Effects of Planning and Reflection on College Students Well-being and Self-efficacy


College students are faced with many stressors such as; academics, finances, athletic commitments, and maintaining relations. The present quasi-experiment looks at how planning and reflection could positively affect student's wellbeing and self-efficacy when faced with daily stressors. Previous research suggests planning can increase goal achievement and relieve anxiety. Three college level sociology classes were used in the quasi-experiment, one as a control and the other two as an experimental group. All students were given a pre/posttest consisting of questions about demographics, well-being, general self-efficacy, and planning/reflection practices. The intervention of the experimental group consisted of the use of a customized daily planner/ weekly reflection design for six weeks. The students in the experimental group choose from four different planners created by students in SO308; they also did six weekly Emotional Intelligence seminars. The control groups kept their normal routines and did not receive any intervention. It is expected that if the experimental group uses the planner and reflection effectively throughout the six weeks, they will have a higher post/pre-test score change in their well-being and self-efficacy compared with the control group. The hypothesis will be tested using ANOVA through SPSS. Due to COVID-19 there may be an overall decrease in the student's well-being, but the hypothesis holds. It is our expectation that reflection and planning may lighten the negative impact of the pandemic.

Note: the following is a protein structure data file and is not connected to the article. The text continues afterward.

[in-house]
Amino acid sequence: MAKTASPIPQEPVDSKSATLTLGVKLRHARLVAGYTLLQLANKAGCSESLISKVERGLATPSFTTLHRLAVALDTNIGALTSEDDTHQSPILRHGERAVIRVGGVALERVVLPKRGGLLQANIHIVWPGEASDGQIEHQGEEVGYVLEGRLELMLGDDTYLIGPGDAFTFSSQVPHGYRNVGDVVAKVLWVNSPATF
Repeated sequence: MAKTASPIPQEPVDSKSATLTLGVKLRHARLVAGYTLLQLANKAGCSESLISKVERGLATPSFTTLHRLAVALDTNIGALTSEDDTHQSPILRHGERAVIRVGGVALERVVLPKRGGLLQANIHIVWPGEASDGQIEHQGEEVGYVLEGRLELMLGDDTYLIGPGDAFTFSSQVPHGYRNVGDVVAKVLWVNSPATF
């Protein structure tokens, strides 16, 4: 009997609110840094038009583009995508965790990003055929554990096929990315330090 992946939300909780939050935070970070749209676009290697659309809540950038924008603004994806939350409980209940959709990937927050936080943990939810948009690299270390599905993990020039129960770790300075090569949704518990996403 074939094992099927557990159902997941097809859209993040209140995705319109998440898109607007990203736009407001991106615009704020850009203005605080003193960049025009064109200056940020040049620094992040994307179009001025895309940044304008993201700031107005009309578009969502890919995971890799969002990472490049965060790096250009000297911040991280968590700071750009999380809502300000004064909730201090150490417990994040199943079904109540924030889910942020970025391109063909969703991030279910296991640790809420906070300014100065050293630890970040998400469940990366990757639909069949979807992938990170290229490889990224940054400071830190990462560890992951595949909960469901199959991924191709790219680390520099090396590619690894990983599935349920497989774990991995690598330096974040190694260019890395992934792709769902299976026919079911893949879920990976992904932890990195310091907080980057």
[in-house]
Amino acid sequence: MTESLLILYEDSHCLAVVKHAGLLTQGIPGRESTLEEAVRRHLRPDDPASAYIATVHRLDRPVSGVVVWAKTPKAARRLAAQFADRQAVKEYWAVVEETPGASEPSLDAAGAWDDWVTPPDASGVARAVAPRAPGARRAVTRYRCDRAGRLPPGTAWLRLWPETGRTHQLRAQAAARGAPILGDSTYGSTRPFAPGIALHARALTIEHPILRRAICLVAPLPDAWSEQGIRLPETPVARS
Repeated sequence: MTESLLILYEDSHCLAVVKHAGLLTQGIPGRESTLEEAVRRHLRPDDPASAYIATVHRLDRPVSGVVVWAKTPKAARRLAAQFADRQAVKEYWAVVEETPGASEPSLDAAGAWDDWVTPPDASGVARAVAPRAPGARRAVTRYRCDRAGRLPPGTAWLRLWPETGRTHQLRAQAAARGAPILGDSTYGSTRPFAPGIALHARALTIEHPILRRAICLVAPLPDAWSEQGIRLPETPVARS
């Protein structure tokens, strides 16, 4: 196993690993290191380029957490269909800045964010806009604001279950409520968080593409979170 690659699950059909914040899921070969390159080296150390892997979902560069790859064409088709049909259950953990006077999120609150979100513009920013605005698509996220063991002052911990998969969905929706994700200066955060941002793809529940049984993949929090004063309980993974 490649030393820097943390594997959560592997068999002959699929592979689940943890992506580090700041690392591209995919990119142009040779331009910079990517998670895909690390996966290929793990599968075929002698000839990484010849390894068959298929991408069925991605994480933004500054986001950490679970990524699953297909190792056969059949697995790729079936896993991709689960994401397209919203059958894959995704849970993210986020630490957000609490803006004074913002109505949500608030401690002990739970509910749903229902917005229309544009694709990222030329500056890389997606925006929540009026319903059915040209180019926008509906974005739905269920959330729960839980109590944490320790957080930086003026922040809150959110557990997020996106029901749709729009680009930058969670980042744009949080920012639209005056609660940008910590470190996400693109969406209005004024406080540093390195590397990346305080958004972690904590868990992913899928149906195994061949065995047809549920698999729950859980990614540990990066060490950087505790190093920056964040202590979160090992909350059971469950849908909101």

Class Standing



Sociology and Anthropology

Faculty Advisor

Yan Ciupak

Faculty Advisor Email





Lillie Moaier is a McNair Scholar